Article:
The ability to tell your thoughts, understand the intentions of others, and share feelings through mutual understanding is "communication skills.” The presence or absence of communication skills is an important indicator in judging a person's character and personality. The Ministry of Education, Culture, Sports, Science and Technology (MEXT) has also defined communication skills as "the ability to form human relationships'' and started promoting communication education in 2010.
So, here’s a simple question. Are communication skills affected by how a person was raised? This brings us to the topic of our fifth “Dr. Takao Takahashi’s Ask Anything”:“children’s communication skills.” I, an editorial staff member of a childbirth preparation website and father of one, interviewed Dr. Takahashi, a professor of pediatrics at Keio University School of Medicine, about his research.
Communication skills cannot be measured in the first place.
I: Today, I would like to talk about “Children’s communication skills.” As a member of society, I often realize the importance of communication skills. However, when looking at my own child or children around them, I see that there are children who are good at communication and who are not. Where does this difference come from?
Dr. Takahashi: First of all, I would like to point out that “communication skills” are very difficult to measure. In other words, it is almost impossible to determine the presence or absence based on a common standard. It’s not like running a 100-meter race. It is very hard to measure IQ accurately. Communication skills are the best example of this, especially because whether the skill is high or low depends on other people. It is a bit strange to try to make an absolute evaluation when it is supposed to be relative.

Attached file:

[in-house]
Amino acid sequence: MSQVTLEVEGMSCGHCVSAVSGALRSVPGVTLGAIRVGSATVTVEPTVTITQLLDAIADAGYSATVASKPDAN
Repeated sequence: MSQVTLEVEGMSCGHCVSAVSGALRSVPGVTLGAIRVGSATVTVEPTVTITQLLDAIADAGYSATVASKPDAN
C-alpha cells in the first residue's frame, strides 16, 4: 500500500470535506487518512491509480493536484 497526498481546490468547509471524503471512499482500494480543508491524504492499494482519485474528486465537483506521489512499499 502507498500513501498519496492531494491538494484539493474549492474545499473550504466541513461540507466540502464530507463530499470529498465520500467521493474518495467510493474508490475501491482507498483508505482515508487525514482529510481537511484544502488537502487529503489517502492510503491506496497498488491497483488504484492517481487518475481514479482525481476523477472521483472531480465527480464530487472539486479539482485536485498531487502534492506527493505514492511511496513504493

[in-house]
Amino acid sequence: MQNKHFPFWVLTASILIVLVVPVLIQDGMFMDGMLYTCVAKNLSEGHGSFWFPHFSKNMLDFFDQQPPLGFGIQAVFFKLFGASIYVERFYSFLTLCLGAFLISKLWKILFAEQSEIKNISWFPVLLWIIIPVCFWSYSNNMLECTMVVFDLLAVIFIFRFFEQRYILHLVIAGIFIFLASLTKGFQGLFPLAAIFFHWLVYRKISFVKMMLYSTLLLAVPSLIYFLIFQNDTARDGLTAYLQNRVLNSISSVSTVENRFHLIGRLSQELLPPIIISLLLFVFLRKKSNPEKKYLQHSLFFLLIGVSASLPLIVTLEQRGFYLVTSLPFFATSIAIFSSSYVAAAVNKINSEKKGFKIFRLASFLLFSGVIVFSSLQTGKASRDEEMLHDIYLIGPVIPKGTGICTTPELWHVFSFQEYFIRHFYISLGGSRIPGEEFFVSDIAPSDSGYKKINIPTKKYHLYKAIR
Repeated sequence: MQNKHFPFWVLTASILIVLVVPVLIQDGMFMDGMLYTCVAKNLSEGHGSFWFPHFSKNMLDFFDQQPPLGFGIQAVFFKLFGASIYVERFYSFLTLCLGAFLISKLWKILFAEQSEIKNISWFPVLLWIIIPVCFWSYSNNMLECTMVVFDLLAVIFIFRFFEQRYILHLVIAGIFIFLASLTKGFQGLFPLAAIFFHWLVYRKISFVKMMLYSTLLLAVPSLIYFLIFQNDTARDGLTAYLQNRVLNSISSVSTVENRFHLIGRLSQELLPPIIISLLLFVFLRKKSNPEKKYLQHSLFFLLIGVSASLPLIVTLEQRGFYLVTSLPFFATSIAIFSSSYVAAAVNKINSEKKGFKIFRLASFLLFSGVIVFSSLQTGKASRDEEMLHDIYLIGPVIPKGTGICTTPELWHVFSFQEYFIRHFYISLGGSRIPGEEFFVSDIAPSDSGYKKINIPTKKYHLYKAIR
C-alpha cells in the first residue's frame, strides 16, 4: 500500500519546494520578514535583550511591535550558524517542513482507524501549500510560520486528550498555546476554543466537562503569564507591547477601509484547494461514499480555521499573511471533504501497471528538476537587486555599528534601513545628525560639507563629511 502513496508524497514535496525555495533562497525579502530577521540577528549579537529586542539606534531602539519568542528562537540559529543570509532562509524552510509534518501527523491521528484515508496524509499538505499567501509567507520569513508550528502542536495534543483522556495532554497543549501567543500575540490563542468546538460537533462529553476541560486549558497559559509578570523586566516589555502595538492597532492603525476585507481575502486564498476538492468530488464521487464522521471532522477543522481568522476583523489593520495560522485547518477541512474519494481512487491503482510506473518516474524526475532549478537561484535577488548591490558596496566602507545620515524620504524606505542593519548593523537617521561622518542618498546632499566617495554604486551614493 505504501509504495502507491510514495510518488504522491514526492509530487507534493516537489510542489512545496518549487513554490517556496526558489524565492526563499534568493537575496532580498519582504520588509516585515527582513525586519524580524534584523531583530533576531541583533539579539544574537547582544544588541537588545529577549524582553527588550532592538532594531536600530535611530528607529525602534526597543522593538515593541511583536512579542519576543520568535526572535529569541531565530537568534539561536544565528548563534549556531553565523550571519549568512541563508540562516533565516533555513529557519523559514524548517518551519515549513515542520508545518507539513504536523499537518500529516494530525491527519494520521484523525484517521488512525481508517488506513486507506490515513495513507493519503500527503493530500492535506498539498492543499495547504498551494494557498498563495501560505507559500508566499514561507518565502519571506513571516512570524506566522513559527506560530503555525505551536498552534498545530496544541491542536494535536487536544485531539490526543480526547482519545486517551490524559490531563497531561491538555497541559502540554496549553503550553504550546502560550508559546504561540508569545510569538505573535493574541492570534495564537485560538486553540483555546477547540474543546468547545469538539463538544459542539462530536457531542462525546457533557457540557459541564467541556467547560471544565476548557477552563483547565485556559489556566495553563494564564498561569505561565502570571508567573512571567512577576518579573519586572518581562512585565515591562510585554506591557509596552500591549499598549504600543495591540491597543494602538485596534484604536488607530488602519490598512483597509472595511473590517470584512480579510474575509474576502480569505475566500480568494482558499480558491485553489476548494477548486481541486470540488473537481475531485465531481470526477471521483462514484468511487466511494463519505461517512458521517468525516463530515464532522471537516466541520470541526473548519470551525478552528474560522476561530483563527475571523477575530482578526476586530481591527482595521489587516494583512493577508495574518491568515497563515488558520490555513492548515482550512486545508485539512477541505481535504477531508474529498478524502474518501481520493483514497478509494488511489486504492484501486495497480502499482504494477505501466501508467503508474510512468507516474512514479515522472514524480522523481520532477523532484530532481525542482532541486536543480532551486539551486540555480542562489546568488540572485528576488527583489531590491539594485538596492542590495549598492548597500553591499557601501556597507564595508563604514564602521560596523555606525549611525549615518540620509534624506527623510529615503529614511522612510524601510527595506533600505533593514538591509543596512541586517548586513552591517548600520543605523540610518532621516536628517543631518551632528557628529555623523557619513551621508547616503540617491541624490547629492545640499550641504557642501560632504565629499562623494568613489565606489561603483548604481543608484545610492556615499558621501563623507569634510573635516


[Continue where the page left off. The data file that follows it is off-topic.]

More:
I: You’re right. I think the question itself was strange…
Dr. Takahashi: I mean, I think you are getting to the heart of the matter in a way. Let's think about what kind of point of view we should use to judge the presence or absence of communication skills. In conclusion, I think it's whether or not you can communicate in the correct way according to the situation.
I: What do you mean by “the correct way according to the situation?”
Dr. Takahashi: The most used communication in Japan is verbal communication in Japanese. Understanding each other’s thoughts and feelings through language is what communication is. In general, people who are described as having “poor communication skills” are those who are not good at doing this. But to be exact, they are actually those who have few people with whom they can communicate with.
I: I see, I see.
Dr. Takahashi: To give an extreme example, the painters Gauguin and Van Gogh are said to have done things that normal people would consider to be communication disorders. To the people around them, Gauguin and Van Gogh were very strange. However, they were really close. This is because they were able to communicate well with each other. On the other hand, their paintings have strong influences and convey their emotions to people throughout history. This is a very unique form of art, but it is also the result of high communication skills that they had.
I: I totally agree with you! However, since the topic of today is children’s communication skills, please don’t diverge into different time periods.
The ways of developing communication skills
I: As parents, we want our children to have many friends and to have good communication skills. In order to have smooth communications when they grow older, what can parents do for their children?